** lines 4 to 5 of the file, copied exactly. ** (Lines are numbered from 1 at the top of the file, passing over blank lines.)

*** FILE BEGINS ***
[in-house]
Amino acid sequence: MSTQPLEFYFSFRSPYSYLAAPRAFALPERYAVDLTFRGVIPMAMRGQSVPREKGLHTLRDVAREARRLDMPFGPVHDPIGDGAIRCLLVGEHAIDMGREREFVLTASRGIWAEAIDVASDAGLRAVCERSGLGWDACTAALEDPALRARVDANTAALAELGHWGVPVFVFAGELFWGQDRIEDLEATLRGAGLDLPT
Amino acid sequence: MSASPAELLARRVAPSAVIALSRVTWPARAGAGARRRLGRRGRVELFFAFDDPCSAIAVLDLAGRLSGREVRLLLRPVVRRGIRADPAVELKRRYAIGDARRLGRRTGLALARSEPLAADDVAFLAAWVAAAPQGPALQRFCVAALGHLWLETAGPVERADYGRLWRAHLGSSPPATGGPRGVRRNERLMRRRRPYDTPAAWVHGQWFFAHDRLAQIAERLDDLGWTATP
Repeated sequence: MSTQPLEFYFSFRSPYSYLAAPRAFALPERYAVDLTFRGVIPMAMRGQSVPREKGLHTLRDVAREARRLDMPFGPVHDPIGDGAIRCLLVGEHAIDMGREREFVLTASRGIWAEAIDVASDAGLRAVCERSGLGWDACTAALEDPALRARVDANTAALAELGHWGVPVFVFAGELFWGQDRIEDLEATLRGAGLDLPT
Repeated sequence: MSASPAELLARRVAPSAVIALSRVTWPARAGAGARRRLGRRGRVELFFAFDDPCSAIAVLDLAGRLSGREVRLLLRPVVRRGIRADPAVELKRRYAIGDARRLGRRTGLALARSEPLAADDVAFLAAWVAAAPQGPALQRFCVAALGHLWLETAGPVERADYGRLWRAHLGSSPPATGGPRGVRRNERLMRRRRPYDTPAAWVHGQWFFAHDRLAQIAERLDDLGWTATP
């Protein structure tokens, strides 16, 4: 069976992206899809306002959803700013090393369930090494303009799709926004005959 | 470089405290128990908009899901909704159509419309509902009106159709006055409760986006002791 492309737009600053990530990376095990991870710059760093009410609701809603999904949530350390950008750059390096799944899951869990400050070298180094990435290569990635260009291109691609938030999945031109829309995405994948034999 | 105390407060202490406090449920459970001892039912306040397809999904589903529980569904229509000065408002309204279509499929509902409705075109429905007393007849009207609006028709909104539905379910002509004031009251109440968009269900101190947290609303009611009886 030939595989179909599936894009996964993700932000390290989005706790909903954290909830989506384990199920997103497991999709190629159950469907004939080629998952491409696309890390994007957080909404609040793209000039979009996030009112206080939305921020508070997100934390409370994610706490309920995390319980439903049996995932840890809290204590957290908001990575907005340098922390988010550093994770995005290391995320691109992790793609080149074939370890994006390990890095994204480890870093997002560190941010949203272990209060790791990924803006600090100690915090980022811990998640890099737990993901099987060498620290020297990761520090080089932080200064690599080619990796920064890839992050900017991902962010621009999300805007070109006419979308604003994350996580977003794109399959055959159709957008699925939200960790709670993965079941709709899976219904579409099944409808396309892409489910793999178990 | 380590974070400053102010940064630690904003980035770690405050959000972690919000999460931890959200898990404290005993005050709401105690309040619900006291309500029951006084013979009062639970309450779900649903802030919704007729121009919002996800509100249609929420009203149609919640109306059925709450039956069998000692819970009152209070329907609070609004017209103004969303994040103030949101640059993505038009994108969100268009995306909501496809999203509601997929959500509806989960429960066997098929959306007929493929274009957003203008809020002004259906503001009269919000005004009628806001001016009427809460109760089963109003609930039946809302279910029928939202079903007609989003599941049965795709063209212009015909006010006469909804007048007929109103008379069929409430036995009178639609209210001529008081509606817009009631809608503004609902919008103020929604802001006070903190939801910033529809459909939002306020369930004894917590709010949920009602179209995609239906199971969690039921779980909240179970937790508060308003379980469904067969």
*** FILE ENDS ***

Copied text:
Repeated sequence: MSTQPLEFYFSFRSPYSYLAAPRAFALPERYAVDLTFRGVIPMAMRGQSVPREKGLHTLRDVAREARRLDMPFGPVHDPIGDGAIRCLLVGEHAIDMGREREFVLTASRGIWAEAIDVASDAGLRAVCERSGLGWDACTAALEDPALRARVDANTAALAELGHWGVPVFVFAGELFWGQDRIEDLEATLRGAGLDLPT
Repeated sequence: MSASPAELLARRVAPSAVIALSRVTWPARAGAGARRRLGRRGRVELFFAFDDPCSAIAVLDLAGRLSGREVRLLLRPVVRRGIRADPAVELKRRYAIGDARRLGRRTGLALARSEPLAADDVAFLAAWVAAAPQGPALQRFCVAALGHLWLETAGPVERADYGRLWRAHLGSSPPATGGPRGVRRNERLMRRRRPYDTPAAWVHGQWFFAHDRLAQIAERLDDLGWTATP